"Aronofsky fumbles his way through the film's more action heavy moments but when his visual style is allowed to dominate it makes for interesting viewing"

We all know the drill: bearded man, forty days of rain, colossal ark, animals going in two by two, devastating flood sent to wash away the sins of man. The story of Noah is ingrained on the minds of young Christians the world over but many aspects of director Darren Aronofsky's latest epic, the giant rock monsters, Noah's desire to kill newborn babies, Ray Winstone, might have been left out of most Sunday school classes. Embellishment is inevitable when your source material is so thin on detail but Aronofsky has added a number of elements that will serve only to alienate the faithful and non-faithful alike, leaving audiences wondering the point of it all.

Noah opens with the line "In the beginning, there was nothing", and then presents three images that crop up a number of times throughout the film: a CGI snake slithering towards the screen, an apple beating like a heart before being plucked from a tree, a man bashing another man's skull in with a rock. They are very quickly cut together, reminiscent of Requiem for a Dream, reminding us that we are watching an Aronofsky film and not just some bible story. These images turn out to be visions that our hero, Noah (Russell Crowe), is seeing courtesy of "the creator" - God is never explicitly mentioned - telling him of the plan to wipe out humanity's sins and start afresh.

Noah gets to work on his ark with the aid of his eternally ancient grandfather Methuselah (Anthony Hopkins), his wife Naameh (Jennifer Connelly), his sons, and his eldest son's love interest Ila (Emma Watson). Watson's character has been created for the film and seems to exist solely to present Noah with a bizarre baby-killing moral dilemma that drives the film's final act. Noah's family are helped by a group of six-armed rock monsters (absent from all the film's trailers) who are supposed to be a race of fallen angels. Crowe and the cast all give suitably hammy performances but none are more scene-chewingly over the top than that of Ray Winstone playing Tubal-cain, the leader of a local hoard who eventually ends up on Noah's ark as a stowaway.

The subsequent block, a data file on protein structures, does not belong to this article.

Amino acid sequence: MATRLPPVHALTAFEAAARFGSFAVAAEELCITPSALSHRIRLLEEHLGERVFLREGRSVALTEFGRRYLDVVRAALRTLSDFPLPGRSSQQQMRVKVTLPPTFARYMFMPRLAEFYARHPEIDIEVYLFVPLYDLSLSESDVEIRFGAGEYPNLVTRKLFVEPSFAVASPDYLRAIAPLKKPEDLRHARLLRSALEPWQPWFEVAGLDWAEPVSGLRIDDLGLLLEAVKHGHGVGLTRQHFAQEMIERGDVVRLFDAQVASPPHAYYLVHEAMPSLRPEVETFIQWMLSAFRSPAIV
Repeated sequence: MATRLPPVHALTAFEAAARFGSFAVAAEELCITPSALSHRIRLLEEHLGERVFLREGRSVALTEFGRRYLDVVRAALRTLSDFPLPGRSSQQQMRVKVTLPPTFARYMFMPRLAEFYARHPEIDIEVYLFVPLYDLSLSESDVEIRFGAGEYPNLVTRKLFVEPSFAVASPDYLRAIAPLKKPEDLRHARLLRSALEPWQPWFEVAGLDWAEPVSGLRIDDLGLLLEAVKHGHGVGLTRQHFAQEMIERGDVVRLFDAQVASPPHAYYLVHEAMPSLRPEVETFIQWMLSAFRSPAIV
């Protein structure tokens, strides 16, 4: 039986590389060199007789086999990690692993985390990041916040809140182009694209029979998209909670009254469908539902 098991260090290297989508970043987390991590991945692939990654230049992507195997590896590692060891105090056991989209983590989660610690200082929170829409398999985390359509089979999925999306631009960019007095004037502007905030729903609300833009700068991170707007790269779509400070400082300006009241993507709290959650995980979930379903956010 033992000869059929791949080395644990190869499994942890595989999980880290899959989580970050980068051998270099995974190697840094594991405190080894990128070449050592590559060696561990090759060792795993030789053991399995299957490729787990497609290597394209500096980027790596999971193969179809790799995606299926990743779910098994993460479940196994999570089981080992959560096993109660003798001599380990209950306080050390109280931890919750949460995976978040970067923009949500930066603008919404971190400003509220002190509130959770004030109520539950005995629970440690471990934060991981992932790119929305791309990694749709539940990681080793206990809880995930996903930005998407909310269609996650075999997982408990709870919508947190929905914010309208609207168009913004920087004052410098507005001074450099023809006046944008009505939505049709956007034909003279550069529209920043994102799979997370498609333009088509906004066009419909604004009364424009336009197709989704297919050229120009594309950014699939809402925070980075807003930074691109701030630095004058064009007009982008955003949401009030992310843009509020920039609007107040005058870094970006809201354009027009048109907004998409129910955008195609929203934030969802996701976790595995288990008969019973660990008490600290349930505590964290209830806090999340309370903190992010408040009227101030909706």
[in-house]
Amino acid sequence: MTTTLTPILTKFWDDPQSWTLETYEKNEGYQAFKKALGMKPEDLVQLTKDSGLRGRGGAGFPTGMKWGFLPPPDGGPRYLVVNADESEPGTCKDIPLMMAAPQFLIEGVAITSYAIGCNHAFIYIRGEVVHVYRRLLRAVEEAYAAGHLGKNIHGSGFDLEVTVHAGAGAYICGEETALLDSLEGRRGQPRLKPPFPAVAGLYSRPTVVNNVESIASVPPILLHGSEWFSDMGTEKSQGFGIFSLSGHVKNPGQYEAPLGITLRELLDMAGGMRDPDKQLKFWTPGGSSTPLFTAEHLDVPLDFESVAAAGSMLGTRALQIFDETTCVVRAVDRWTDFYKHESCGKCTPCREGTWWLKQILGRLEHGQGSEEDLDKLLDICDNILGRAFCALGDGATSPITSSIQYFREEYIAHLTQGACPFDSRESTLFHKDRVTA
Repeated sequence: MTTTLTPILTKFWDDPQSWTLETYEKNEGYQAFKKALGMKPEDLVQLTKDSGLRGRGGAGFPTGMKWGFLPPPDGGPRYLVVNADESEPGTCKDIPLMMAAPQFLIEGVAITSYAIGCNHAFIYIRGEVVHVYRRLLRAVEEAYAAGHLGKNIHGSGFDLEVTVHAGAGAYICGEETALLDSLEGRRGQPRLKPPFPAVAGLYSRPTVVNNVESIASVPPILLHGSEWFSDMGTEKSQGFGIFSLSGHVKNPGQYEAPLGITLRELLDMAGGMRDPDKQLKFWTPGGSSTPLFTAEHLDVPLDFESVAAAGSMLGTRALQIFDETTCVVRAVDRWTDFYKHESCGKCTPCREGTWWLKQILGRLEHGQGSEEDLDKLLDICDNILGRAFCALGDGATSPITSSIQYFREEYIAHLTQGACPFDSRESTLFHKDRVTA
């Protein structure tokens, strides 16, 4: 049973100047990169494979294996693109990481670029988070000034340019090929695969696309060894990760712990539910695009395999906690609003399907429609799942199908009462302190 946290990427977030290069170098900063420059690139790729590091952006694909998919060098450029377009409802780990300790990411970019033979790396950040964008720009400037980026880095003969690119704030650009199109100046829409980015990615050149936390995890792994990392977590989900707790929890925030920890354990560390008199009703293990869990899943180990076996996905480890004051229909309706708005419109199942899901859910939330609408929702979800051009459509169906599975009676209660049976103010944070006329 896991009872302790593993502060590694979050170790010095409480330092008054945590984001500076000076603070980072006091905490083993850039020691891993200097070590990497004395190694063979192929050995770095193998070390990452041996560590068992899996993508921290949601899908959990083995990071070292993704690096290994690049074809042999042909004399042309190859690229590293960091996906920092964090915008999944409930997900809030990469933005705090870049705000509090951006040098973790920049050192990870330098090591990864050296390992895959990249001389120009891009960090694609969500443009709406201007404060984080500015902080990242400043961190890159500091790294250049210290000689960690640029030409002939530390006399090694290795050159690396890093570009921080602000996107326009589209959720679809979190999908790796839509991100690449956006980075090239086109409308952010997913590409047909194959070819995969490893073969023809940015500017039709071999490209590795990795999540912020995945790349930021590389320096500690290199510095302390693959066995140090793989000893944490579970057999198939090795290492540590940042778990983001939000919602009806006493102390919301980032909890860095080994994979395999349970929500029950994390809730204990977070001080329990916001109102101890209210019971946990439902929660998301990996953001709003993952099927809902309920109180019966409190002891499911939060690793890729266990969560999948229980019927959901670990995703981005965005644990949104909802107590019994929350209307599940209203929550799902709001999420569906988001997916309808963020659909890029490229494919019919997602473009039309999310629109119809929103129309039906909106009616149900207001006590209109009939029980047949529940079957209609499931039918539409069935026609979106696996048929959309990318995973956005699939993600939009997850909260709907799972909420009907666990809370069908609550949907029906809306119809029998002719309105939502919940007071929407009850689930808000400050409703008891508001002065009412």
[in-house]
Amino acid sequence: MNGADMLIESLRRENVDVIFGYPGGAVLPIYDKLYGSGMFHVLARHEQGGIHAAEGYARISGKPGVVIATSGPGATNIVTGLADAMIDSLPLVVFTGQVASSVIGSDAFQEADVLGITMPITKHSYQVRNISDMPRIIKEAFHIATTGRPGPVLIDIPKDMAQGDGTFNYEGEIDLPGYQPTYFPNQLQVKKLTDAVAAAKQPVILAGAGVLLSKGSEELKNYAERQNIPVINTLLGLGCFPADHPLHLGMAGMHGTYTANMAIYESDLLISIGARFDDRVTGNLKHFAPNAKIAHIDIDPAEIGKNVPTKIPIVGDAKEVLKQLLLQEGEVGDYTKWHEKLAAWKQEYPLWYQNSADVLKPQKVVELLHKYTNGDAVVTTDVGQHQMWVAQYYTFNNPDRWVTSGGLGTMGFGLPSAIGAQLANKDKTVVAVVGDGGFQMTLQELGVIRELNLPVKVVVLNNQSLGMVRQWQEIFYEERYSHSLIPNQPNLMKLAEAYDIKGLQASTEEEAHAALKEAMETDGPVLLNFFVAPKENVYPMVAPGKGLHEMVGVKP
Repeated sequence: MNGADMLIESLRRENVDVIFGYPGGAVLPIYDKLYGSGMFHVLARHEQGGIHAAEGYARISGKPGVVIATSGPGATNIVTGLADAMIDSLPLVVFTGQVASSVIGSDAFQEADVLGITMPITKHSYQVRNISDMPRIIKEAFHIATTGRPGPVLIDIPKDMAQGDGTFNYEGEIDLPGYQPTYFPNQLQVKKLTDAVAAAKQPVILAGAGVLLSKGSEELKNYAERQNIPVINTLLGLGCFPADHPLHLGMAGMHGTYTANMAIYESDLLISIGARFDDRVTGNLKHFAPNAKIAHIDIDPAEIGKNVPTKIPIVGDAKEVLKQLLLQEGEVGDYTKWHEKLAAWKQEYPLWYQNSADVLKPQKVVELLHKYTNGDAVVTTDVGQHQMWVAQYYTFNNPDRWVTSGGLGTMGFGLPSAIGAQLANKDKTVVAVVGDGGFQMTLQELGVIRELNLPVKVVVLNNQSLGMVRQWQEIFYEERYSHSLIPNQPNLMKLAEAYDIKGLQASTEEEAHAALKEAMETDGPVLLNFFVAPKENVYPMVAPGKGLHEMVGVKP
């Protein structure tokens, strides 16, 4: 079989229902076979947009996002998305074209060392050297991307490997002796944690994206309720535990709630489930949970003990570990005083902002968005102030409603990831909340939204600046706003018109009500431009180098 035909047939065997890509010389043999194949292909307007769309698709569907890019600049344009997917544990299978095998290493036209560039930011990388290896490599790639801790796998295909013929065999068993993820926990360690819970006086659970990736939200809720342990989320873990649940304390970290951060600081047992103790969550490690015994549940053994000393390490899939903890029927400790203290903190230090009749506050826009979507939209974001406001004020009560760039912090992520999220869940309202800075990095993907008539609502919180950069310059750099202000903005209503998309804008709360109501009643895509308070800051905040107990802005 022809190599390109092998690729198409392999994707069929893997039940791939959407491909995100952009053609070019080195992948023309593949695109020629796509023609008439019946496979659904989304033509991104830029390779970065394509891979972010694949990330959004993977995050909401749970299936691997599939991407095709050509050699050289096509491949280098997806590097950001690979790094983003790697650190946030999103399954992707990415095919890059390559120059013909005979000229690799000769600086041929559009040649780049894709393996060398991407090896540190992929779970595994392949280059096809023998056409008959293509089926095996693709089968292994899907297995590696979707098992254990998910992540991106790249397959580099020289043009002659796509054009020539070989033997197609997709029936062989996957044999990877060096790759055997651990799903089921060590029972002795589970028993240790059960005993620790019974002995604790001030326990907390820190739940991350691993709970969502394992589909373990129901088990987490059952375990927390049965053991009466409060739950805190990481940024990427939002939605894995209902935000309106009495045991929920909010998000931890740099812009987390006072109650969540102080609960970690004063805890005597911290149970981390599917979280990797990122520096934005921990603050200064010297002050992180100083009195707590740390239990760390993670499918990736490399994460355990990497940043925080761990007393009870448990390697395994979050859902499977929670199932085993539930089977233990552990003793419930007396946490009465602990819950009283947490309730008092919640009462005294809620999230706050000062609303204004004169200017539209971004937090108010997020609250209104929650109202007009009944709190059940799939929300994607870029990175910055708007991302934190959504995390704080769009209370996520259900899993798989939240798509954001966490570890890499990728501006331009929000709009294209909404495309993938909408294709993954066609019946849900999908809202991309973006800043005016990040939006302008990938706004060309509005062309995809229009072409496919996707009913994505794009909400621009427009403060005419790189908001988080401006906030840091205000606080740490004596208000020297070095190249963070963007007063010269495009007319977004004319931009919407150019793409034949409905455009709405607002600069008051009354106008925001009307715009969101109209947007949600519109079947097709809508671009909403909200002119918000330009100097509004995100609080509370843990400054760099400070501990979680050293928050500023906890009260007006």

Aronofsky fumbles his way through the film's more action heavy moments but when his visual style is allowed to dominate it makes for interesting viewing. Characters are silhouetted against red skies, thousands of stars dot the atmosphere even in broad daylight, the film even stops at one point to briefly tell the story of creation. There are interesting ideas in there that hint at something special but none of them are strong enough to raise Noah above being just another big dumb blockbuster.

By the end of Noah, we are no closer to understanding exactly why it was made. If it was to tell the bible story, why does it contain giant rock monsters? If it was supposed to be high fantasy why base it on the bible story at all? Is it a Christian film or an atheist film? Both camps seem to have disowned it. Aronofsky has made a film that is ridiculous and very, very stupid. A narrative mess that, given its subject matter dealing with sin and the end of humanity, struggles to have anything meaningful to say.